The Fine Print

I have a stately old lilac bush in my backyard and that lilac reminds me of B Gata H Kei. There’s been some attempts to update lilacs but the type people still like the most is the tried and true bluish-purple lilac that their grandmother’s and probably their grandmothers grew. And as an ecchi comedy, B Gata H Kei, belongs to a very old genre within anime – lacking the bells and whistles that get people excited about the newer types of shows. Also like lilacs, most of the time people don’t expend much time and thought about shows like B Gata H Kei; no one grows lilacs for their interesting foliage or fall color or “winter interest” and no one watches an ecchi comedy for it’s well-drawn backgrounds or animation style or the cinematography.

So why does almost everyone love lilacs?

It’s their flowers that bloom over the course of a few short weeks in late April-May and the nostalgia. But let’s be honest, even if the lilac is incredibly old and can only muster a few flower spikes in a year that’s enough to keep people from digging it up and planting something newer and better in it’s place. It’s a rather short bar we ask the lilac to jump over and the same can be said for ecchi comedies – they have to be really lifeless for people to scorn them.

Sometimes, though, these stately old lilac bushes surprise you and, instead of a couple flower spikes, there’s dozens and dozens – putting on a show as memorable as the most sought after cherry trees or rose bushes. And sometimes an ecchi comedy like B Gata H Kei comes along and really surprises you.

As with any good show, several things have to be done right for the show to be good. One important element is the main characters and B Gata H Kei gets the ball rolling with Yamada and Kosuda. Introduced as a generic male character, Kosuda looks the part but is way more interesting the longer we get to know him. He’s an accomplished photographer, he’s kind and considerate, and he occasionally displays an actual backbone. Yamada’s character, for all it’s ecchi bluster, feels very similar to Minami-ke’s Hosaka though she’s been a little more successful in attracting her target. The side characters haven’t been given a lot of time but that’s okay since the animators have been using the time to focus on making the main characters work. From what I can see so far, the side characters are all decent characters with Yamada and Kosuda’s siblings being the standouts.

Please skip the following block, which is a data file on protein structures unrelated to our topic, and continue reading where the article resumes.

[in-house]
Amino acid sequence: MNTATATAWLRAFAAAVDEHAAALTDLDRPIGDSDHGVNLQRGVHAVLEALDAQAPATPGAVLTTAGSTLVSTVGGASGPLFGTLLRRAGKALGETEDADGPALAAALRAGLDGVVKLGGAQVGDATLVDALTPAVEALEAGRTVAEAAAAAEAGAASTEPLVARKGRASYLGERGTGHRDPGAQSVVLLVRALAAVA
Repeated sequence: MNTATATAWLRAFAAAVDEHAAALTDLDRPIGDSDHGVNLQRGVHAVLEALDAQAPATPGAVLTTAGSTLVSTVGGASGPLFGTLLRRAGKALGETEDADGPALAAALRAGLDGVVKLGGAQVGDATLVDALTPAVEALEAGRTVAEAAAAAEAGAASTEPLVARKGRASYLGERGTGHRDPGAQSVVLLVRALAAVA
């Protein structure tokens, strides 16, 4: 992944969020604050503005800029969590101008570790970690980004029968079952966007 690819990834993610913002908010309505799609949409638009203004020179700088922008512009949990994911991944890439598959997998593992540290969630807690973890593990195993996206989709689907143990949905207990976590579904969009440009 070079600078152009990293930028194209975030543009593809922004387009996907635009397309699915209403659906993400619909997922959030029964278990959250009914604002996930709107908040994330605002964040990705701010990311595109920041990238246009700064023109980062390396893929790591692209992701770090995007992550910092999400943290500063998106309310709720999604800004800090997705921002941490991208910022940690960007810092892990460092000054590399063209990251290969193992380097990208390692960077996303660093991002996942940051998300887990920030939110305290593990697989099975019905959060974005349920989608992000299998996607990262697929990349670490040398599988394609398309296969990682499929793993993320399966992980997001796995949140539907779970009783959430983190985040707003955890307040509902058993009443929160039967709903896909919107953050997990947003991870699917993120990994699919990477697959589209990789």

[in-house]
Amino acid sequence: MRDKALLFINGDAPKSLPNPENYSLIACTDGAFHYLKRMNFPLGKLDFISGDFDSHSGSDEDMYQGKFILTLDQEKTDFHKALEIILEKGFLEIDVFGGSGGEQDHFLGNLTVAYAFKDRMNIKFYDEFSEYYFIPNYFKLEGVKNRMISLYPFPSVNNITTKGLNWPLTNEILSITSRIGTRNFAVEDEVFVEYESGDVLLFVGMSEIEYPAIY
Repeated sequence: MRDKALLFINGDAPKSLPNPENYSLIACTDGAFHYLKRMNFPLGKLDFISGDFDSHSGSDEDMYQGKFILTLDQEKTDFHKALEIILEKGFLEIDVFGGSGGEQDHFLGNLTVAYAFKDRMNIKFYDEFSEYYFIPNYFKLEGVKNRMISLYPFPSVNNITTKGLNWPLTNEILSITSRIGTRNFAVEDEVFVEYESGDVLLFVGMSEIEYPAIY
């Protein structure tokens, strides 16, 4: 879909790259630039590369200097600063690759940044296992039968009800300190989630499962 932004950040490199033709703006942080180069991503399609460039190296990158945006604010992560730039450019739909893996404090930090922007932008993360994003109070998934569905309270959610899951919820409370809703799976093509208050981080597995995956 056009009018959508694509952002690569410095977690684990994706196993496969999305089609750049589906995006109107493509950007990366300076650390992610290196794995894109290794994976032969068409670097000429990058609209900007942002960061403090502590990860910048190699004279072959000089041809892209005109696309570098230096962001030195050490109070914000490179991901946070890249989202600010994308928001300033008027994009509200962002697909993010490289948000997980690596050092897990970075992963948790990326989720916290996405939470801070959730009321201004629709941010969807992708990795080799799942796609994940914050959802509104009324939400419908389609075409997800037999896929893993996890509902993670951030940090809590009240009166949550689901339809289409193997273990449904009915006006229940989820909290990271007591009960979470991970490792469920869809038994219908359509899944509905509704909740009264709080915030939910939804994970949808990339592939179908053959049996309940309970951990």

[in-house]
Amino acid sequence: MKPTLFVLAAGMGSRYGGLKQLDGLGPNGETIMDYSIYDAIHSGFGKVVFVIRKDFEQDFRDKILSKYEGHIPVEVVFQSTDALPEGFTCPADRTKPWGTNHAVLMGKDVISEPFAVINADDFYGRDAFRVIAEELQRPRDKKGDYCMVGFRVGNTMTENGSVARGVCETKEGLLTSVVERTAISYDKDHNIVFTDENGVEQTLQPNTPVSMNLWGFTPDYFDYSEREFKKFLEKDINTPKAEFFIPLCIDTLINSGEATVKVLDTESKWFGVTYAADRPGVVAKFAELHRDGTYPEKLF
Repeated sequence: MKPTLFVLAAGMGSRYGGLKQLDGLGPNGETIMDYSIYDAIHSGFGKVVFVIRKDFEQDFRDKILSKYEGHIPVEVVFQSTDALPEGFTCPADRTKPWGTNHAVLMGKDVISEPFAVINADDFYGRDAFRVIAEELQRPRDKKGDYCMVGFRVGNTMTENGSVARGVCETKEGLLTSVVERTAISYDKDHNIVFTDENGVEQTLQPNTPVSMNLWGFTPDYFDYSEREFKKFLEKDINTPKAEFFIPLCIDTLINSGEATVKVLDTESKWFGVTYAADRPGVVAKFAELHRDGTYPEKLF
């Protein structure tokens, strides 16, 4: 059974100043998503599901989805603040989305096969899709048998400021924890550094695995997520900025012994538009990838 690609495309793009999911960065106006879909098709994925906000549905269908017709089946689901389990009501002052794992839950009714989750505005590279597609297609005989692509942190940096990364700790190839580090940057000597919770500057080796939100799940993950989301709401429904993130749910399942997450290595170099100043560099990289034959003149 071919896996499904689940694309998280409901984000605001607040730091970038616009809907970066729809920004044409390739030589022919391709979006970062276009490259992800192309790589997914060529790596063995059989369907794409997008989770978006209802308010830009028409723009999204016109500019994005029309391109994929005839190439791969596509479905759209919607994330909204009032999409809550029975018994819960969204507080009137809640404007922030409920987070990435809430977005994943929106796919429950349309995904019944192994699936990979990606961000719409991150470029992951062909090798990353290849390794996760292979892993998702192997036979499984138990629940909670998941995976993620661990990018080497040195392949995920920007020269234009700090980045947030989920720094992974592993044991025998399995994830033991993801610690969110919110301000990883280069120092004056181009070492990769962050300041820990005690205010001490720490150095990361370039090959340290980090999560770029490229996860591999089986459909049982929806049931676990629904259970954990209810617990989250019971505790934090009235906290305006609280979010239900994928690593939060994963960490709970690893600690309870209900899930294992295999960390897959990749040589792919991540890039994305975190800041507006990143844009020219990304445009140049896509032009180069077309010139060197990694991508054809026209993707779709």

Another important element is for an anime to be entertaining. Different types of anime are entertaining in different ways and I’m very flexible in what I find entertaining which probably accounts for finding so many different types of anime entertaining. Comedy is one of the easy ways to make a show entertaining and I love the comedy found in B Gata H Kei – the miscommunications between Yamada and Kosuda, their inexperience in dealing with another person while in a relationship, their fears and expectations sabotaging everything they do. Another way to entertain is come up with something new and different (or at least something that’s different from what everyone else is doing) and B Gata H Kei can be given a thumbs up for creating Yamada from a pretty standard male archetype and letting her mess with everyone’s expectations and for making Kosuda with just enough backbone so he’s not a pain to watch but enough shyness to make him believable in the role he plays. And the final way a show can be entertaining that I’ll mention today is for that show to keep fresh and the viewer guessing what’ll happen in the next episode and that’s certainly true with B Gata H Kei. I have no doubt that the pair will end up together but the path to do so is really up in the air due, in part, to Yamada’s conflicting drives between the superficial confident idol that eats, drinks, and breathes ecchi stuff and the deeper feelings of inadequacy at not being good enough to attract the eye of “cool” guys and the fear from actually experiencing the events leading to what she desires.

Which leads me to probably the biggest surprise to B Gata H Kei, that underneath the superficial setup to the show, it’s really a sweet story of two shy losers falling in love and learning what it takes to have a real relationship. And before the voices speak up about the well-wornness of that story, let me remind those voices that put in the right hands even a well-worn story feels new (last summer’s Taishou Yakuu Musume was a great example of both an underdog story and a girls prove their equality to boys story) and so far B Gata H Kei has been in good hands.

The final thing that I wanted to bring up was that after a fair amount of fan service in the first episode, there hasn’t been too much since. As an aside, that’s why I decided not to call this a fan service show and use the better fitting term “ecchi”. I bring this up because I know some people gauge a show’s worth by how little or how much fan service is involved and however one feels about the subject, I wouldn’t be doing my duty as reviewer if I fail to mention this point.

Okay, one last final thing. Another reason I’ve been enjoying B Gata H Kei is that I like both the opening and closing songs. So, if you haven’t given B Gata H Kei a chance yet – maybe you read those horribly done ANN impression posts – watch a couple of episodes and I bet there’s a good chance that you’ll fall for B Gata H Kei like I have.

Is the TK in the background a reference to Angel Beats or just a coincidence?


Filed under: anime, first impressions
Next Page »



Read Manga Online | Osaka Hotels - Large range, many locations - Save up to 70% on Osaka Hotels.